As states move to ban elementary school children from being taught potentially confusing gender identity curriculum, New Jersey second graders will soon get tested on it.

Some school districts have plans to start even earlier. A sample lesson plan which was given to parents at a Board of Education meeting was met with alarm.


The “Purple, Pink and Blue” plan instructs teachers to discuss gender identity with first graders and aims to have students be able to name “at least two things they’ve been taught about gender role stereotypes and how those things may limit people of all genders” by the end of the academic year.

“Gender identity is that feeling of knowing your gender. You might feel like you are a boy, you might feel like you are a girl,” the lesson plan states. “You might feel like you’re a boy even if you have body parts that some people might tell you are ‘girl’ parts. You might feel like you’re a girl even if you have body parts that some people might tell you are ‘boy’ parts.”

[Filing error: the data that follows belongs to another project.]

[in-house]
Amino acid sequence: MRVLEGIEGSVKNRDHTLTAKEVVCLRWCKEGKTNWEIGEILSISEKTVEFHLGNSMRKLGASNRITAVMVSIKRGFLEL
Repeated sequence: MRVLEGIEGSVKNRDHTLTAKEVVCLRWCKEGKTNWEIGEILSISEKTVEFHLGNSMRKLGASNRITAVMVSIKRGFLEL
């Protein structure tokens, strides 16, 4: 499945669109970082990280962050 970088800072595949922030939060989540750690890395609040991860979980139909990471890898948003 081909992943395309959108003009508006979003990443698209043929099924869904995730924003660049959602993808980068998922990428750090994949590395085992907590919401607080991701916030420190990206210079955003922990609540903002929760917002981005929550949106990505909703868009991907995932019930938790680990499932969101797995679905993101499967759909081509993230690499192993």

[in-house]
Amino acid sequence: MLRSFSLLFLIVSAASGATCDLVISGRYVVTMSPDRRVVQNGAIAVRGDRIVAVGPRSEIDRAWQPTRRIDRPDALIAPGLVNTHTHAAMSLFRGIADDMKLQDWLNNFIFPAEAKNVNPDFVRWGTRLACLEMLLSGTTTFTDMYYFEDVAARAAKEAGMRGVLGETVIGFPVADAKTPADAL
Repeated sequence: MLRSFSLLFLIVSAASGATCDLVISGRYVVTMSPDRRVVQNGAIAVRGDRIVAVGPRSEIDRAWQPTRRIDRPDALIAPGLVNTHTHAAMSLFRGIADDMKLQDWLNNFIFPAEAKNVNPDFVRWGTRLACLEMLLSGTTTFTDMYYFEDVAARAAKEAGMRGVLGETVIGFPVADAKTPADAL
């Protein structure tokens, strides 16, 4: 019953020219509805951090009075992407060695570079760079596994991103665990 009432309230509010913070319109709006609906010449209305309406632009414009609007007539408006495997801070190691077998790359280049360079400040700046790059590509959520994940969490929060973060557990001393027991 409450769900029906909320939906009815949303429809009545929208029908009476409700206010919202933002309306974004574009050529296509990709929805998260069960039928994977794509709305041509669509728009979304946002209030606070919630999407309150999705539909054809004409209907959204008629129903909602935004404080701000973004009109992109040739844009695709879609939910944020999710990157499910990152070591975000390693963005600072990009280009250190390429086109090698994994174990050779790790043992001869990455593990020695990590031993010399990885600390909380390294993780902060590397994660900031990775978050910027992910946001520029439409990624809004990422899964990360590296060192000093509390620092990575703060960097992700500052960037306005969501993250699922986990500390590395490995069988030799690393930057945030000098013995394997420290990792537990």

A lesson plan for second graders called “Understanding Our Bodies” goes even further, with objectives including second grade children being able to “identify at least four body parts” from figures of male and female genitalia and explain “why it’s important for them to know the correct names for the genitals”. Such lessons are more typically taught to students in middle school.

At least one state Senator, Republican Michael Testa, described the sex education plans as “abuse”.

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